Tuesday, November 20, 2012

Philly vs Melbourne

A quick follow-on to my previous post on clock face scheduling. I mentioned the commuter rail system in Melbourne, Australia. It's being rebranded as a Metro system with service levels to match. Even the longest branch line has midday service at least every 30 minutes, and most of the system has service every 20, 15 or 10 minutes, with clock face scheduling at all times.

Melbourne has 231 miles of electrified route, and serves about 700,000 passengers daily. That's more than any commuter rail system in the US outside New York City (where three systems combine with about a million riders), more than double Chicago (a city with a population more than double Melbourne) and five times the ridership of Philadelphia and Boston.

The Melbourne rail map, with the Philadelphia Regional Rail lines
flipped, rotated and overlaid (in red). Center City Philadelphia is centered
on the Melbourne CBD. In this map, the NEC runs northwest-southeast
and the Main Line runs east-southeast. Finding GIS data for Philadelphia
was simple, finding it for Melbourne's rail lines much harder. Also note:
Purple lines on the Melbourne map are not electrified and thus not
counted in the track mileage here; Philly's non-electric line, namely
the NJT-operated Atlantic City Line, is not shown.
Why compare Melbourne and Philadelphia? Both operate almost solely electric trains. They have nearly the same track length (about 221 miles for Philadelphia; Boston has almost double the track length with not much more ridership). And, most importantly, both linked two separate commuter systems with downtown tunnels in the 1970s and 1980s to improve efficiency in their systems.

Now, while it's not apples to apples, it's not apples to oranges. Both systems have about 1 million daily riders on their non-regional rail systems (270m in Melbourne, 290m in Philadelphia). Melbourne lacks any heavy rail subway, but has an extensive tram network; Philadelphia has heavy rail, light rail, streetcars and buses, with the buses carrying slightly more than half the load. Both cities have populations in the neighborhood of 5 million. Melbourne is much more isolated (Philly is less than two hours from New York, Baltimore and DC, Melbourne is that far from Geelong, Bendigo and Ballarat) but both have extensive, car-centered suburbs.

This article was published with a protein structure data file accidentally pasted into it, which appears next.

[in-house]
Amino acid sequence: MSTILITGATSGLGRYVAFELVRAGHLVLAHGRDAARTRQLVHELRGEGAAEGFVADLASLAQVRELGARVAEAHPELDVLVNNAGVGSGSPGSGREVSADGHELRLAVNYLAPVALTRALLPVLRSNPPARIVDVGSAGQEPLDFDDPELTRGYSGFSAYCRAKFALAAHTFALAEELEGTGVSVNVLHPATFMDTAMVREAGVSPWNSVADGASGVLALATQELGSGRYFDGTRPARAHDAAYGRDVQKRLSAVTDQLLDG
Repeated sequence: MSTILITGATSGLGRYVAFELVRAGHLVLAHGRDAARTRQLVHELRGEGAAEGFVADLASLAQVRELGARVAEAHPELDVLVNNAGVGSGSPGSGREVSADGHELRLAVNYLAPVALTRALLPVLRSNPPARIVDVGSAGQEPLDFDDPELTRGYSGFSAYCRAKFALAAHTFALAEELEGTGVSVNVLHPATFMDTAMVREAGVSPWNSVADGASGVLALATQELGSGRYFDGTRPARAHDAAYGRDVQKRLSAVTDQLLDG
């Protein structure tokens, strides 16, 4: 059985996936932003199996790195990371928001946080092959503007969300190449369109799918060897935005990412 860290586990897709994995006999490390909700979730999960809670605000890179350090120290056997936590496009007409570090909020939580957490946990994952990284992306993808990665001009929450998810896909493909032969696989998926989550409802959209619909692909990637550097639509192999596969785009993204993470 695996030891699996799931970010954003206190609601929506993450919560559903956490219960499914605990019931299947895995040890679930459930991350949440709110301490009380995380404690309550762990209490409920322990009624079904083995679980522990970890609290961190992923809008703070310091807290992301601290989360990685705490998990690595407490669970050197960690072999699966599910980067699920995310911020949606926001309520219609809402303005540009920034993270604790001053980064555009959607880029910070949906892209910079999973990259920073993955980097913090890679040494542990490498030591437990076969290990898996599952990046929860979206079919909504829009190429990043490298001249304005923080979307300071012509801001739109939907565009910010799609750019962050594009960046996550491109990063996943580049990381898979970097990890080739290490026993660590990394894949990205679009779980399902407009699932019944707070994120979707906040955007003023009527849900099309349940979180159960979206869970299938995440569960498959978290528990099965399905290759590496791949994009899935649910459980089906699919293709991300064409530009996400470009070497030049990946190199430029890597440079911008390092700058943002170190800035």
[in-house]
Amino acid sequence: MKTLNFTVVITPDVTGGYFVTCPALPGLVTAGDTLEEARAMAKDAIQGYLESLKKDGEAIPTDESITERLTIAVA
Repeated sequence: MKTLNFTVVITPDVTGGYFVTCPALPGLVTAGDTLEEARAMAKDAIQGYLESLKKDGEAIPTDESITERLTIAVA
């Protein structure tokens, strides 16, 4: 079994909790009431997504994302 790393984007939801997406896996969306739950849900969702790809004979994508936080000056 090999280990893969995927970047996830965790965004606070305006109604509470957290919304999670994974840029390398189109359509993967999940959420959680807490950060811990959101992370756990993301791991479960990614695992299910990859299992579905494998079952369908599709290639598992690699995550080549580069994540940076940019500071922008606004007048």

Both systems saw ridership bottom out in the early 1980s and have doubled (in the case of Philadelphia, tripled, although the low occurred after hundreds of miles of diesel service was scrapped and a crippling strike severely cut ridership) since. Both run under overhead wires. Both have quadruple-tracking on some core segments.

And Melbourne's regional rail system carries more than five times as many passengers as Philadelphia's.

There are a bunch of reasons why this is the case. Two of the biggest: Frequency is certainly one—Melbourne has more commuter rail lines with 30-minute-or-better headways all day than there are in the entire United States (*)—only two SEPTA lines operate more-than-hourly. Melbourne's two-zone fare structure, with full integration with bus and tram lines (this is the subject of another post entirely), also makes it much easier to use the system.

It would be a very interesting exercise to see if running SEPTA with Melburnian service levels and a simplified fare structure dramatically increased ridership—especially if someone has $100m burning a hole in their pocket.

* Actually, Melbourne has 11 full lines with at-least 20 minute headways and two others with 15 minute headways before branches split near their termini and have service every half hour. This is more than the 9 lines in the US which have 30 minute service patterns. BART and Washington Metro's outlying branches could be seen as a similar system to Melbourne's, but they were built in the '70s; most lines in Melbourne were built in the 1800s.

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